“Cincinnati is no mean city,” one of my Greek professors used to say when he wanted to illustrate the use of litotes. I lived not too far north of Cincinnati for three years and spent a good deal of time in what was and is one of the few cities of the Midwest to survive the depredations of suburban sprawl and urban renewal. Built on seven hills rising up from the Ohio River, Cincinnati inevitably invites comparison with another city—this one, on the Tiber. The hills of Rome have often served to push apart the sections of the city into distinct neighborhoods, and a modern Roman from the artificial hill of Testaccio—a poor neighborhood built over a trash dump of potsherd and debris—will still claim to be the truest of Romans.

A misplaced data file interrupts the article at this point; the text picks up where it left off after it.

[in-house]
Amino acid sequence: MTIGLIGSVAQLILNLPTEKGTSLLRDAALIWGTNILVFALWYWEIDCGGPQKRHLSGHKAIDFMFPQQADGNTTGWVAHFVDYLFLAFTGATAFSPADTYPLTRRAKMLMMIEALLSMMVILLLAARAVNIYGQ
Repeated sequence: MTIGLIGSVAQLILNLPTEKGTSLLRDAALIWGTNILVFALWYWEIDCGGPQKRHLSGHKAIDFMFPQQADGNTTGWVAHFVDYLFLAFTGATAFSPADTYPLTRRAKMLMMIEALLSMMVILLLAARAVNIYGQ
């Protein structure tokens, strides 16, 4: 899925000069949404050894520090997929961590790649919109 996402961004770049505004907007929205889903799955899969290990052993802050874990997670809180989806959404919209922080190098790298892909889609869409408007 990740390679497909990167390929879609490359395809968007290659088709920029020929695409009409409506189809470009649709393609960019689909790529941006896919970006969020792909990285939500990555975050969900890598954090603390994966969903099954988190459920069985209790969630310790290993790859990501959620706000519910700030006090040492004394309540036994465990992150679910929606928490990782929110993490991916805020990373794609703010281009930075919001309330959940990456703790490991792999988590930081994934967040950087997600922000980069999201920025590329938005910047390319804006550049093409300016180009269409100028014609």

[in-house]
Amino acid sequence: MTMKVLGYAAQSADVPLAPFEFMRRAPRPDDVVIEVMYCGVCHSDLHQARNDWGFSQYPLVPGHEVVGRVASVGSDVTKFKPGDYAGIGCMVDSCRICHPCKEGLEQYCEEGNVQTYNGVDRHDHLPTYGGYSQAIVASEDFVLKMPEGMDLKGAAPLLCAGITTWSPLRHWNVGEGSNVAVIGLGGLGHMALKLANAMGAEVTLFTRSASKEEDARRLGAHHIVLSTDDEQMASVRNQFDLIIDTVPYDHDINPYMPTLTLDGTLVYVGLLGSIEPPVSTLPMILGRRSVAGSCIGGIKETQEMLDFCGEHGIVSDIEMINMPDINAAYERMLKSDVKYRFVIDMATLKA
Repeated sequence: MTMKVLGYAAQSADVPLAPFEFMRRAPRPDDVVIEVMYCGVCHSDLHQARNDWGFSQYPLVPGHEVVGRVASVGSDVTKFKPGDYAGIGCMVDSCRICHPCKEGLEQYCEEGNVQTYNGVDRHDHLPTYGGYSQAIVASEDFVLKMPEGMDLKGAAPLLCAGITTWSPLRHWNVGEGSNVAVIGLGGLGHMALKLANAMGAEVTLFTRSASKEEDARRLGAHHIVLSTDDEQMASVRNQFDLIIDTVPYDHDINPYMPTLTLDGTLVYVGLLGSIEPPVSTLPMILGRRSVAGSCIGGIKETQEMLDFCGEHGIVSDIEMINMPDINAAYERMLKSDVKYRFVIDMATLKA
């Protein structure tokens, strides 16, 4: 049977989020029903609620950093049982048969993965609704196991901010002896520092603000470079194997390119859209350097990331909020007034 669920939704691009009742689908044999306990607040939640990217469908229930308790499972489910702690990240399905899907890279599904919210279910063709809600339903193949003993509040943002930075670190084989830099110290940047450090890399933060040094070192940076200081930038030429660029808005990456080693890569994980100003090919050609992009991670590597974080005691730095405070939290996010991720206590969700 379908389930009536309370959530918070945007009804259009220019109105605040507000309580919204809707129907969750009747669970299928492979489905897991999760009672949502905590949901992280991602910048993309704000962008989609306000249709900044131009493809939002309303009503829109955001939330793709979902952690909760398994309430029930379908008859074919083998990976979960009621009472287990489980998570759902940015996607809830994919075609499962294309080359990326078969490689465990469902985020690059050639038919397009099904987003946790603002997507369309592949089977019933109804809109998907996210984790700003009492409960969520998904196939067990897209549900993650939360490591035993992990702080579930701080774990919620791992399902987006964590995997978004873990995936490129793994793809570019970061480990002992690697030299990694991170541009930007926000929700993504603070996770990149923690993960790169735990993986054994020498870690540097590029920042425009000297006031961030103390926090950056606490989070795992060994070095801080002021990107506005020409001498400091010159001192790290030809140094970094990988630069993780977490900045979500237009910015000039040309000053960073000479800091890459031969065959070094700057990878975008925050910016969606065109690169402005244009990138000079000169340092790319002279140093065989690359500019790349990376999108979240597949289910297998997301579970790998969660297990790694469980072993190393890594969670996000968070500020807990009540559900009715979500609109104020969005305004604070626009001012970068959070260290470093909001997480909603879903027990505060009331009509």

Rome on the Ohio has also been a collection of strong-minded neighborhoods. At a cocktail party, I once asked a lady where she was from.
“But I thought you were a native,” I said in some confusion, though I ought to have recalled that Chilton Williamson’s adopted state shares a name with a Cincinnati neighborhood.
Most vast conurbations are, in fact, divided into sections in which some semblance of village localism is maintained within the urban context of Florence or London. Neighborhood rivalries, even when they turn violent, are a healthy expression of man’s devotion to...